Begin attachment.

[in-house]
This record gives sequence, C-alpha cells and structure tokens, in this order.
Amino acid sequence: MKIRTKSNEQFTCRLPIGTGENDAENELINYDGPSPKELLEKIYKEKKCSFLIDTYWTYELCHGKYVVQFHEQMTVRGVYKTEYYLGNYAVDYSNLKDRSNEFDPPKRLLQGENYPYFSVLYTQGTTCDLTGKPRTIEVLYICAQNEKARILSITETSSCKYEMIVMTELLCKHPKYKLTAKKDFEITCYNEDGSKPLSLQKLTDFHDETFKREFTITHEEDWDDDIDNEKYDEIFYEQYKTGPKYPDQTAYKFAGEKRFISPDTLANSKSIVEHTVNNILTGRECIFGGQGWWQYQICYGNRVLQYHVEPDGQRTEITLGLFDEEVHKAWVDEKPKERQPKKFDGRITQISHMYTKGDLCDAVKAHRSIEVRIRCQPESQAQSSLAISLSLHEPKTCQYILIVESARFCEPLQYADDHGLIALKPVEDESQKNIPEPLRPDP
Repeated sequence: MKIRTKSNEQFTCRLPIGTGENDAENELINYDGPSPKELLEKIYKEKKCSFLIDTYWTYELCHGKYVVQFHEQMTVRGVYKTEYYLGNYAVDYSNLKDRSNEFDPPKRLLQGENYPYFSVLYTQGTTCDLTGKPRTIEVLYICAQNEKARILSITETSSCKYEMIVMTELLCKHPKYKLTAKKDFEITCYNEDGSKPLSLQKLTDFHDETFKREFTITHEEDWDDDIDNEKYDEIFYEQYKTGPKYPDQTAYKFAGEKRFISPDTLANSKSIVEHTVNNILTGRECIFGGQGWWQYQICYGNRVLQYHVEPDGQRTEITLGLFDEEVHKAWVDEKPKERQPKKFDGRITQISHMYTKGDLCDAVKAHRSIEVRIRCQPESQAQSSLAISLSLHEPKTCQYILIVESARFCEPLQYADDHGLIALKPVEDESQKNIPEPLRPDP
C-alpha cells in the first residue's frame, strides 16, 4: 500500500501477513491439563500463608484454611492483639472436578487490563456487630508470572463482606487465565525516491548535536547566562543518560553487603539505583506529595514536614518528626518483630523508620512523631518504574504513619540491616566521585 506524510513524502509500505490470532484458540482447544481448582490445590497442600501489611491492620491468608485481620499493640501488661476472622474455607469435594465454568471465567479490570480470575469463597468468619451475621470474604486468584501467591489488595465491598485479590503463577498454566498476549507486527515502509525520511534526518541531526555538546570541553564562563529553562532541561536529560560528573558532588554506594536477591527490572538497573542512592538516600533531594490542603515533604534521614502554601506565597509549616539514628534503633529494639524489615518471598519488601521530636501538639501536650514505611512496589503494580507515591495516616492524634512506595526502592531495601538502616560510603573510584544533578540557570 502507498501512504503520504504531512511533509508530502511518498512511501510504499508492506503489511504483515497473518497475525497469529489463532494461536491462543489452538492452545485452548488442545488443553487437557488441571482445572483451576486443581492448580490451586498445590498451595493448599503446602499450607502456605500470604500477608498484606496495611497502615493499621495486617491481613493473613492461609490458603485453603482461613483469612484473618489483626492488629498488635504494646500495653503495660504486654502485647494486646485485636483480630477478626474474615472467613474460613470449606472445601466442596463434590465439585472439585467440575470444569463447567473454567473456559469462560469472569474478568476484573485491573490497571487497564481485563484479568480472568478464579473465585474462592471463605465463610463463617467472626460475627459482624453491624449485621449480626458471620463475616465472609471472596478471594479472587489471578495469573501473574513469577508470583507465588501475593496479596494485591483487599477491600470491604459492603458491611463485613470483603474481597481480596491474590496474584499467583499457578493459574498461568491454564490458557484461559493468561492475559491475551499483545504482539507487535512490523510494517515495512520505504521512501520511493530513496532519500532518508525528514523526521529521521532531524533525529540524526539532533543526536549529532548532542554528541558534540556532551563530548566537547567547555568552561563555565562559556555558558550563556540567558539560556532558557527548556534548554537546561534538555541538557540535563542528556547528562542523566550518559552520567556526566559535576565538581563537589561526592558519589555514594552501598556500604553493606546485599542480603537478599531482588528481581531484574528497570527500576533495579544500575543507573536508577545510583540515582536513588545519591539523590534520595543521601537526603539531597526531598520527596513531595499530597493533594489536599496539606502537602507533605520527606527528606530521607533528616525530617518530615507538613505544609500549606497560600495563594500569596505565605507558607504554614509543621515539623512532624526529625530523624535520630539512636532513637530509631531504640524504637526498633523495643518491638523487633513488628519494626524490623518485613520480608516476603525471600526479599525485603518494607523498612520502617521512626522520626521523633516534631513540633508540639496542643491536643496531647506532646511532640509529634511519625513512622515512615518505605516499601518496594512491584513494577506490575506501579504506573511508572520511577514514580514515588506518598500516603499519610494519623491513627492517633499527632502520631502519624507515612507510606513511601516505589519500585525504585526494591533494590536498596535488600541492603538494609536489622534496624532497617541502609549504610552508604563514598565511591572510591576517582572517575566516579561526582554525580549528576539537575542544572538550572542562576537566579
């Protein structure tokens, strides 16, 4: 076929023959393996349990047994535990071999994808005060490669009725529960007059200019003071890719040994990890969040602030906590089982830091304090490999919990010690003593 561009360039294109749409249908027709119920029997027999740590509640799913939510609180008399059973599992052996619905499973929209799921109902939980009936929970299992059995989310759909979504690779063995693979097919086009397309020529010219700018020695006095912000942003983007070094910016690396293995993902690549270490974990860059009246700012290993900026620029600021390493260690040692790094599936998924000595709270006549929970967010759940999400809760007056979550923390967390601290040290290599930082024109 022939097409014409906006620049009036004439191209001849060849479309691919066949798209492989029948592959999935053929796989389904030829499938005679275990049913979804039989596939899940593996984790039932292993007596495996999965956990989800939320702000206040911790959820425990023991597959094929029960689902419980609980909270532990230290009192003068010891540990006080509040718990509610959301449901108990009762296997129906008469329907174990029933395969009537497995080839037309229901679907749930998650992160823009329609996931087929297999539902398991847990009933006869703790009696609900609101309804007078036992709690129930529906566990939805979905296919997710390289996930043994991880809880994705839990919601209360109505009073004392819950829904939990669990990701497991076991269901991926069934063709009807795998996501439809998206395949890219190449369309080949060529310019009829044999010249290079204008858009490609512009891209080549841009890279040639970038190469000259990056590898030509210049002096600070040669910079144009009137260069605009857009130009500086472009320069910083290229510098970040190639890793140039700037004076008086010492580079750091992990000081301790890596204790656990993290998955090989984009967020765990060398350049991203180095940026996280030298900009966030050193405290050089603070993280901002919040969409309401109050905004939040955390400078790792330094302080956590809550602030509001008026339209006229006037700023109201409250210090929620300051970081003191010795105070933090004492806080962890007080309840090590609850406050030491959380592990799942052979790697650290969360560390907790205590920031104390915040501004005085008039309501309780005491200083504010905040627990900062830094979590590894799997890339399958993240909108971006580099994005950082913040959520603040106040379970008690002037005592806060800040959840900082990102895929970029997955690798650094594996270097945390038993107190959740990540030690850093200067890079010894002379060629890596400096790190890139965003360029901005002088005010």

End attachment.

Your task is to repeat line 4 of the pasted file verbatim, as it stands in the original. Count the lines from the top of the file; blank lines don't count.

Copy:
Repeated sequence: MKIRTKSNEQFTCRLPIGTGENDAENELINYDGPSPKELLEKIYKEKKCSFLIDTYWTYELCHGKYVVQFHEQMTVRGVYKTEYYLGNYAVDYSNLKDRSNEFDPPKRLLQGENYPYFSVLYTQGTTCDLTGKPRTIEVLYICAQNEKARILSITETSSCKYEMIVMTELLCKHPKYKLTAKKDFEITCYNEDGSKPLSLQKLTDFHDETFKREFTITHEEDWDDDIDNEKYDEIFYEQYKTGPKYPDQTAYKFAGEKRFISPDTLANSKSIVEHTVNNILTGRECIFGGQGWWQYQICYGNRVLQYHVEPDGQRTEITLGLFDEEVHKAWVDEKPKERQPKKFDGRITQISHMYTKGDLCDAVKAHRSIEVRIRCQPESQAQSSLAISLSLHEPKTCQYILIVESARFCEPLQYADDHGLIALKPVEDESQKNIPEPLRPDP